Ladies and Gentlemen,
I am very glad to welcome you here today for this celebration of community pharmacy, and of all those dedicated people who work in the sector to support the nation’s health. I really am delighted that so many of you, somehow, have been able to join me for this special occasion. Apart from anything else, an opportunity rather belatedly because of the pandemic to mark your centenary, which of course was just last year, we couldn’t do anything properly in person. So this is a rather inadequate way, I hope, in making up for that.
The dedication and professionalism of pharmacy staff has been clear, if I may say so, to see during the coronavirus pandemic. Over this unbelievably harrowing period, you, ladies and gentlemen have kept vulnerable people supplied with medicines, played a key part in the N.H.S. vaccination programme. You supported testing and have been a vital source of healthcare advice to millions of people.
As well as your great achievements during that extraordinary time, I really am deeply conscious of your efforts in ordinary times too. For that reason, I very much hope that this evening’s event will help, a little bit, to highlight the marvellous work you do in your communities day in and day out. And I know during the pandemic many of you had to stay open until 10 o’clock at night, so you are a remarkable resource if I may say so.
And, if I may also say so, it is truly inspiring to know that this gathering includes people from so many of the different backgrounds that make up the pharmacy workforce today. Yours may be an ancient profession, but it certainly reflects modern Britain in all its splendid diversity.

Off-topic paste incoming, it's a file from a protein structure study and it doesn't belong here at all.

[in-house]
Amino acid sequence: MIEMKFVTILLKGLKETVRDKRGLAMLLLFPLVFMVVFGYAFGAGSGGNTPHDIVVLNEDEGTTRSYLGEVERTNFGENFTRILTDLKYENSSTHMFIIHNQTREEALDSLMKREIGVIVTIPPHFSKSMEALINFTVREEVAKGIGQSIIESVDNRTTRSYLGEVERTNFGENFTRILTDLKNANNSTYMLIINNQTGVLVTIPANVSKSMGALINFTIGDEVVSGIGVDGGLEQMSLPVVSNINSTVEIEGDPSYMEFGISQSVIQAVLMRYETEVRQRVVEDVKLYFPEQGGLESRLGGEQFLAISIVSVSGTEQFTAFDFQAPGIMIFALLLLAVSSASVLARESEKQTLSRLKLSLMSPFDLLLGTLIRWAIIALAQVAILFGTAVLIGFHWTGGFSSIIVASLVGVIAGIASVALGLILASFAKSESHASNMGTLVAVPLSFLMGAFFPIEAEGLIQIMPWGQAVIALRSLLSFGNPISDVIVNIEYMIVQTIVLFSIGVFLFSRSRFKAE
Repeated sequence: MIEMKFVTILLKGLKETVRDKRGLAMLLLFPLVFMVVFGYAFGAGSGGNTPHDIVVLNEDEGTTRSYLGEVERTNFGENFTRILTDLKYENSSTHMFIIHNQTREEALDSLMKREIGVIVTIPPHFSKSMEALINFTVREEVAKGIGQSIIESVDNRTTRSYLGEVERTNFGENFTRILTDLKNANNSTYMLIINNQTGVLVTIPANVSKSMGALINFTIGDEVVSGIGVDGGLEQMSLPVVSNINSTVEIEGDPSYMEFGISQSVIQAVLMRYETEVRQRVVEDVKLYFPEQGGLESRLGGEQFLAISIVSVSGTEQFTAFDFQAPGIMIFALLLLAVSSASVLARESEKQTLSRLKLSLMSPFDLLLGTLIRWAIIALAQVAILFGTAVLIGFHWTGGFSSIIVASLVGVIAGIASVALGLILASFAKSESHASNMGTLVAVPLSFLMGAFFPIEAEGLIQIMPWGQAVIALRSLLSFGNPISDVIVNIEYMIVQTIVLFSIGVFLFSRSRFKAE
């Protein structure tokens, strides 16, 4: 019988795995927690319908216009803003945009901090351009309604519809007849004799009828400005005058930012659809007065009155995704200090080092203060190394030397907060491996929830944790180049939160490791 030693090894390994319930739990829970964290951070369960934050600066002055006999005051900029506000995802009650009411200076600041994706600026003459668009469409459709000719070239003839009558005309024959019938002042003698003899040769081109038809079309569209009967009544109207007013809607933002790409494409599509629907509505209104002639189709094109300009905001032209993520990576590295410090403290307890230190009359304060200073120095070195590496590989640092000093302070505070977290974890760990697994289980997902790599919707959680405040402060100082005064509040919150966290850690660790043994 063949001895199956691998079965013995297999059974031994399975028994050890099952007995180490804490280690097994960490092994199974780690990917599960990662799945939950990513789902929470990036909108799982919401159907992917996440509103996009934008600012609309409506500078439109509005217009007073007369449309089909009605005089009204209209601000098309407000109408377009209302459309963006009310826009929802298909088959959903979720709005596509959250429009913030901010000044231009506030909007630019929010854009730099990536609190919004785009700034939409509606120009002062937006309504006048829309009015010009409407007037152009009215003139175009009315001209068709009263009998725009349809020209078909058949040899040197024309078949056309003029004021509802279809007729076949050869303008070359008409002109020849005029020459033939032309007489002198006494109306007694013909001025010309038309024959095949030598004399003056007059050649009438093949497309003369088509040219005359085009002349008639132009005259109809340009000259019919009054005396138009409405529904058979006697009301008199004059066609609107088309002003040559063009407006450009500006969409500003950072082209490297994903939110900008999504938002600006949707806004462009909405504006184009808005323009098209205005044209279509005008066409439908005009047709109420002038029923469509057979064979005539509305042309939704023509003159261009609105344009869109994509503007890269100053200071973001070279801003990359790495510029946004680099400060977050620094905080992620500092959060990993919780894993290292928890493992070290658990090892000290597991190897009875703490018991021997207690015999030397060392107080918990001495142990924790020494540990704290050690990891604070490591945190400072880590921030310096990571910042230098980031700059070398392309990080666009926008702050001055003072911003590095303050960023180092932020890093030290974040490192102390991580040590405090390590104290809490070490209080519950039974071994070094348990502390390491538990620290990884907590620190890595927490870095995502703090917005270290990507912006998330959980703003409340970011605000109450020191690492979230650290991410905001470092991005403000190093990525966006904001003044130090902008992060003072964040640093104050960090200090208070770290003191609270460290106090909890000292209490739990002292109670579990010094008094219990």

Woven into the history of community pharmacy are thousands of individual stories about immigration into the United Kingdom and how people from overseas have built a life here. Now, in their turn, they are not only providing pharmaceutical care to British communities, but also to those who have recently been displaced from other parts of the world, including the Middle East, Europe and Africa.
It really is hugely important to me that pharmacists from all parts of the United Kingdom are represented here this evening, so I can at least thank you on behalf of people right across the country; because you really are an absolutely vital service for everybody.
Now last year, I was very pleased to help the National Pharmacy Association mark your centenary. So I know that your sector has experienced enormous changes – from the formation of the N.H.S. in 1948 – and I am fully aware of how old it is as I was born that year! – though I think I’m in a worse state than the NHS! – to an overhaul of medicines regulations in 1968, a massive expansion in the range of medicines available to patients and the establishment of new roles in public health, urgent care and managing long term conditions. You continue, ladies and gentlemen, to innovate and adapt to the rapidly evolving needs of patients and the N.H.S., and this includes developing your skills as prescribers, which seems to me of critical importance.
At the same time, you are a very familiar fixture in the nation’s high streets and neighbourhoods – something that people have come to rely on and value tremendously over generations. As well as providing prompt access to advice and treatment, of course the great thing is you are also a friendly and reassuring presence in our communities. A place where science, as it were, meets society.
As I have said once before, pharmacies are about people and places, not just pills. This has come across very clearly from the conversations I have had this evening. So, above all, I want to thank you all more than I can possibly say for everything you do, so brilliantly, to keep people well and above all to save lives.
Thank you everybody.